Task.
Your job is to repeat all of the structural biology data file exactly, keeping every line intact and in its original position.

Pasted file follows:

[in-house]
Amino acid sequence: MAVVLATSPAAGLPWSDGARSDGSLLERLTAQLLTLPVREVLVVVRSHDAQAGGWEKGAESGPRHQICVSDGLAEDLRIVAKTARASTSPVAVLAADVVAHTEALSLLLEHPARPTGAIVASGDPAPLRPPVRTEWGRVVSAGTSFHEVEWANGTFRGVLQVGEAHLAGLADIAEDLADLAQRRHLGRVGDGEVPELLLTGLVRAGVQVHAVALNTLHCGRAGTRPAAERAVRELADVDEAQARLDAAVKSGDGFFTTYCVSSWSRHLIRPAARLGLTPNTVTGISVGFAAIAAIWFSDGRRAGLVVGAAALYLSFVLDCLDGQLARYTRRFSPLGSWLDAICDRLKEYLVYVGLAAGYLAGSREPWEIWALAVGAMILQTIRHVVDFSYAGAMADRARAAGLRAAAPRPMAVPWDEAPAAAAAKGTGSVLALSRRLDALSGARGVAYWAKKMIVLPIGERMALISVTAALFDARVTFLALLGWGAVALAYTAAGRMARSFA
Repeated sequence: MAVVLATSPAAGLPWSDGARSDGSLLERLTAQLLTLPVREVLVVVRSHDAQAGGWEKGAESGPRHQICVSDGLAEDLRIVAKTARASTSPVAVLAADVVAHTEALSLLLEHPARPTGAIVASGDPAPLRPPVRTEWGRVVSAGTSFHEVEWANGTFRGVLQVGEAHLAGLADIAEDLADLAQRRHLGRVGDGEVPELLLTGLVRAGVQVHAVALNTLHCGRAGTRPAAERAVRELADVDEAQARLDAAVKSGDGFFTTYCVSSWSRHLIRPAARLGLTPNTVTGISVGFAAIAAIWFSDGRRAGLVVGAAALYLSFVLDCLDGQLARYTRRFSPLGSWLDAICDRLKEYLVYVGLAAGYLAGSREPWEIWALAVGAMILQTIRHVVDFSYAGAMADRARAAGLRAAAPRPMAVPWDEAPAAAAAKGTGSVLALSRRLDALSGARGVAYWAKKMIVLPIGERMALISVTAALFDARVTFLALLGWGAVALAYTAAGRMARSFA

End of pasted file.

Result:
[in-house]
Amino acid sequence: MAVVLATSPAAGLPWSDGARSDGSLLERLTAQLLTLPVREVLVVVRSHDAQAGGWEKGAESGPRHQICVSDGLAEDLRIVAKTARASTSPVAVLAADVVAHTEALSLLLEHPARPTGAIVASGDPAPLRPPVRTEWGRVVSAGTSFHEVEWANGTFRGVLQVGEAHLAGLADIAEDLADLAQRRHLGRVGDGEVPELLLTGLVRAGVQVHAVALNTLHCGRAGTRPAAERAVRELADVDEAQARLDAAVKSGDGFFTTYCVSSWSRHLIRPAARLGLTPNTVTGISVGFAAIAAIWFSDGRRAGLVVGAAALYLSFVLDCLDGQLARYTRRFSPLGSWLDAICDRLKEYLVYVGLAAGYLAGSREPWEIWALAVGAMILQTIRHVVDFSYAGAMADRARAAGLRAAAPRPMAVPWDEAPAAAAAKGTGSVLALSRRLDALSGARGVAYWAKKMIVLPIGERMALISVTAALFDARVTFLALLGWGAVALAYTAAGRMARSFA
Repeated sequence: MAVVLATSPAAGLPWSDGARSDGSLLERLTAQLLTLPVREVLVVVRSHDAQAGGWEKGAESGPRHQICVSDGLAEDLRIVAKTARASTSPVAVLAADVVAHTEALSLLLEHPARPTGAIVASGDPAPLRPPVRTEWGRVVSAGTSFHEVEWANGTFRGVLQVGEAHLAGLADIAEDLADLAQRRHLGRVGDGEVPELLLTGLVRAGVQVHAVALNTLHCGRAGTRPAAERAVRELADVDEAQARLDAAVKSGDGFFTTYCVSSWSRHLIRPAARLGLTPNTVTGISVGFAAIAAIWFSDGRRAGLVVGAAALYLSFVLDCLDGQLARYTRRFSPLGSWLDAICDRLKEYLVYVGLAAGYLAGSREPWEIWALAVGAMILQTIRHVVDFSYAGAMADRARAAGLRAAAPRPMAVPWDEAPAAAAAKGTGSVLALSRRLDALSGARGVAYWAKKMIVLPIGERMALISVTAALFDARVTFLALLGWGAVALAYTAAGRMARSFA